Did you know this about multipoint server?

Did you know this about multipoint server?


1. Did you know it’s not just about connecting USB based workstations but full thin client solutions as well?  Don’t just think in term of a small server stuck in the middle of a room with a bunch of USB cables in it.  Steve Banks has a full thin client deployment of MultiPoint server.


2.  Did you know that Standard is not domain joinable- and cannot be a hyperV-able host, nor guest.


3.   Did you know that Premium MultiPoint server IS domain joinable, is able to be a HyperV host or guest (yes it has a 1+1 right and a base OS that while it’s officially multipoint OS, not plain Win2k8 R2 it’s still thin enough to be a HyperV gui base.


3.  Did you know that while Standard is limited to 8 gigs of ram and one processor (think like the Foundation Server limitations), Premium is limited to two processors and 32 gigs (Like SBS 2011 essentials [Aurora] is.  You can see the info confirmed by the MultiPoint product team here:  http://social.technet.microsoft.com/Forums/en-US/windowsmultipointserver/thread/5820667b-24c4-4336-9f39-d087c32a231e


4.  Did you know that it can natively join SBS Essentials – aka Aurora with merely running http://connect?  It will be seen as a normal pc and you can use the connect computer routine.


5.  Did you know that on SBS 2008 and SBS 2011 standard you can add the Multipoint Server like a TS box merely by doing a manual domain join and then hacking up the registry to expose the terminal server like we always have?:


To do so follow the following instructions:

To add a Terminal Services server in Application mode to the Select Computer drop-down list in Remote Web Workplace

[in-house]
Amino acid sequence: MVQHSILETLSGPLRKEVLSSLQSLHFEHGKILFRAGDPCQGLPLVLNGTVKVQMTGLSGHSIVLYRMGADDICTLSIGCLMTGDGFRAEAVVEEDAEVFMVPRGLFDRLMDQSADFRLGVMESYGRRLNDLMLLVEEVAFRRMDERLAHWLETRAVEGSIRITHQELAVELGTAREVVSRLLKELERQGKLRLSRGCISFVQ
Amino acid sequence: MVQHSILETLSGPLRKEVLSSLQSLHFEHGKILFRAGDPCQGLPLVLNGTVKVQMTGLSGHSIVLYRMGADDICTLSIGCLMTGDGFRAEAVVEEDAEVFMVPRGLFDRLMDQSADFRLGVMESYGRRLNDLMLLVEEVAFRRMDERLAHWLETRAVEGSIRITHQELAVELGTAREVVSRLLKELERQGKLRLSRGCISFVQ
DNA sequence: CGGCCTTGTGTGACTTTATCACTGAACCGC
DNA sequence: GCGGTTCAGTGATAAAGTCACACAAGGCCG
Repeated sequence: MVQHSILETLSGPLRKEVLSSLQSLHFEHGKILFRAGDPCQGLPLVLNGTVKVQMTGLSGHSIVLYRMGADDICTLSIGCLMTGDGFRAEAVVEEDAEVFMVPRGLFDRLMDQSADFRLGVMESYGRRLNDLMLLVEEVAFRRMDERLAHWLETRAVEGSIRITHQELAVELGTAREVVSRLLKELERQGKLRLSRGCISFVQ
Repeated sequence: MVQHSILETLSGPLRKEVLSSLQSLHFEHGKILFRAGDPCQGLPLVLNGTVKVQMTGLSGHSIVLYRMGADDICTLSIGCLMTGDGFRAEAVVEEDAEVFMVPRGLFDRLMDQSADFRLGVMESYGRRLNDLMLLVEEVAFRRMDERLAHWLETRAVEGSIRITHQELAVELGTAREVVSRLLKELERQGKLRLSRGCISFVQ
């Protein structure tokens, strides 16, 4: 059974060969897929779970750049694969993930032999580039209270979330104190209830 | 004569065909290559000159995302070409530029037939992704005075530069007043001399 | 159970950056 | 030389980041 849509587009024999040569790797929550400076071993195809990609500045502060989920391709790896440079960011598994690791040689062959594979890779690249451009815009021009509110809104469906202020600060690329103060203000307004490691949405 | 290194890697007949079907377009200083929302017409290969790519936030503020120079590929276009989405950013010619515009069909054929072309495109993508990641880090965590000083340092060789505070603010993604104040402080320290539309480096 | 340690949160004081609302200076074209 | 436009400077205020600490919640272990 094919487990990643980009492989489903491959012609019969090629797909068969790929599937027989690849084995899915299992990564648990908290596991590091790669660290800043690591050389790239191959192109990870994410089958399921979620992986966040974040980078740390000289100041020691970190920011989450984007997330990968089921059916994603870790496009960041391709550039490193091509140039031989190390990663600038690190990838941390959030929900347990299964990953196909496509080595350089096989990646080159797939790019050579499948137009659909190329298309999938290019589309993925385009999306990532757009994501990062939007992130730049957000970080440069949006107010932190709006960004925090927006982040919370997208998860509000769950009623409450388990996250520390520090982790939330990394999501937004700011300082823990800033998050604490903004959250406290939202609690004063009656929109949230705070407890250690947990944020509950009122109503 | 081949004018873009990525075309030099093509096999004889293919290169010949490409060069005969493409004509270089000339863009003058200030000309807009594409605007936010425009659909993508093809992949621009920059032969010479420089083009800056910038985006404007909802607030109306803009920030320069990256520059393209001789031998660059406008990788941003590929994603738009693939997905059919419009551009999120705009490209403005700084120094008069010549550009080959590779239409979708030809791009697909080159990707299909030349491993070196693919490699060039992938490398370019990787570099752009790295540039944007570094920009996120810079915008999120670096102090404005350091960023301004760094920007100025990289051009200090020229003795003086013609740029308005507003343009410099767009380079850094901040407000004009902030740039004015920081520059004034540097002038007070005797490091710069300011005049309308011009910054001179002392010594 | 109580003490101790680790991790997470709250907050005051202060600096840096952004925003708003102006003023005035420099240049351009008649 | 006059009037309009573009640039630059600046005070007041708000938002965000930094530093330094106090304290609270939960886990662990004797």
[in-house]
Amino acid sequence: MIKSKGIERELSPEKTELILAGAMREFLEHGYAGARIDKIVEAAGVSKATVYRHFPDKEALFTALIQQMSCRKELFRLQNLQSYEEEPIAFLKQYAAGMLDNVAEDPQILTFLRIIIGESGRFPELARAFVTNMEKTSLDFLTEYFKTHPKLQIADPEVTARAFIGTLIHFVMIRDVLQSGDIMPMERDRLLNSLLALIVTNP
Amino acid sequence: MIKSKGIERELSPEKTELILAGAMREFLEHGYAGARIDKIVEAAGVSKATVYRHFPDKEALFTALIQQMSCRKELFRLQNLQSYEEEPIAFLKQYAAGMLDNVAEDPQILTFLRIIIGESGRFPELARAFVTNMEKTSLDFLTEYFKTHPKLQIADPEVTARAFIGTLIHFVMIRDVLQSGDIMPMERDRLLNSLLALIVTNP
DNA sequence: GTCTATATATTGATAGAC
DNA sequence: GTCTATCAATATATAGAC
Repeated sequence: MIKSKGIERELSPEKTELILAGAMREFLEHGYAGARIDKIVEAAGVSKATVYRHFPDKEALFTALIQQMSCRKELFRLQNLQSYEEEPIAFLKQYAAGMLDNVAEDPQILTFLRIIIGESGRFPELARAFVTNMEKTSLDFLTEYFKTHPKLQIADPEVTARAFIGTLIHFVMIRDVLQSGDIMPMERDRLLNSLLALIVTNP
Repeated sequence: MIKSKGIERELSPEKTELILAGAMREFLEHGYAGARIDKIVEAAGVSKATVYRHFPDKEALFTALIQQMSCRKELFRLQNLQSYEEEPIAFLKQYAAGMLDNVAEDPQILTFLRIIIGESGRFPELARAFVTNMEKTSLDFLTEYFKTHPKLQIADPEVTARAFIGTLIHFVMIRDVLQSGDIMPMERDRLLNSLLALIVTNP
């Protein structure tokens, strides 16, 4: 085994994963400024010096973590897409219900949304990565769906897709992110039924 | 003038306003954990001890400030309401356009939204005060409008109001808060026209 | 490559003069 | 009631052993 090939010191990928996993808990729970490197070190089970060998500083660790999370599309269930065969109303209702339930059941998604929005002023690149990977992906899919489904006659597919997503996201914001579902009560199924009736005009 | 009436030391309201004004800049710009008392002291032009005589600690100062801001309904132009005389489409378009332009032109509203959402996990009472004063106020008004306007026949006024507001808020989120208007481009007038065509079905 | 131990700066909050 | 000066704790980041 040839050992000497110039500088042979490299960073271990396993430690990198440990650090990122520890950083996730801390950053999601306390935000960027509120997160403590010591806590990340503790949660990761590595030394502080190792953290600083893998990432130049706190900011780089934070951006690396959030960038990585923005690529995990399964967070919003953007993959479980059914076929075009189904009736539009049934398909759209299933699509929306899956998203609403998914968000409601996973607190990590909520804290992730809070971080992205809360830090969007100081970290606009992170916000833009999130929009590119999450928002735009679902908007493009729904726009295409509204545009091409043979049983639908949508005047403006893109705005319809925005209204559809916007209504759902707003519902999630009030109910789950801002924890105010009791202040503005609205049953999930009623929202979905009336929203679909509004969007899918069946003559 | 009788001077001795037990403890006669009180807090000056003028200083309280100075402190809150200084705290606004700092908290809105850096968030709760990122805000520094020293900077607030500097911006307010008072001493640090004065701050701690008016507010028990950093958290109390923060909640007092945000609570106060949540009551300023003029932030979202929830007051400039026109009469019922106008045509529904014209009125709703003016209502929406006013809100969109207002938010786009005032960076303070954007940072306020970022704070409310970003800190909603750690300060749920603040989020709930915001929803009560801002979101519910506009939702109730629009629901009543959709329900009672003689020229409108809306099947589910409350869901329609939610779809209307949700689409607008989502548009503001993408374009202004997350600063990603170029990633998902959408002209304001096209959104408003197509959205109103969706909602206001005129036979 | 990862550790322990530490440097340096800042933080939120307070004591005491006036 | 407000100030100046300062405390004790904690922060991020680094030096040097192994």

Open Registry Editor.
Open the following registry key:
HKEY_LOCAL_MACHINE\SOFTWARE\Microsoft\SmallBusinessServer\RemoteUserPortal
 
Note   If the RemoteUserPortal key does not exist, create it.

Create the following multi-string (REG_MULTI_SZ) key:
TsServerNames

Type the name of your terminal services server. Type one name per line.

Verify that the name is exactly the same as the server. If a server key already exists, modify its value. If the type isn’t correct, remove it first, and then recreate it.
Click OK.

To create a new registry key that shows all computers
Open Registry Editor. To do this, click Start, in the search field type regedit, and then press ENTER.
In the User Account Control window, click Continue.
Browse to HKEY_LOCAL_MACHINE\SOFTWARE\Microsoft\SmallBusinessServer.
Right-click SmallBusinessServer, click New, and then click Key.
Name the key BusinessProductivity.
Right-click BusinessProductivity, click New, and then click DWORD (32-bit) Value.
Name the new value ShowAllComputers.
Double-click ShowAllComputers, and then, in the Value data text box, type 1.
Click OK, and then close Registry Editor.


Check it out..it’s on Technet and if you have Action pack.. you have Technet rights.



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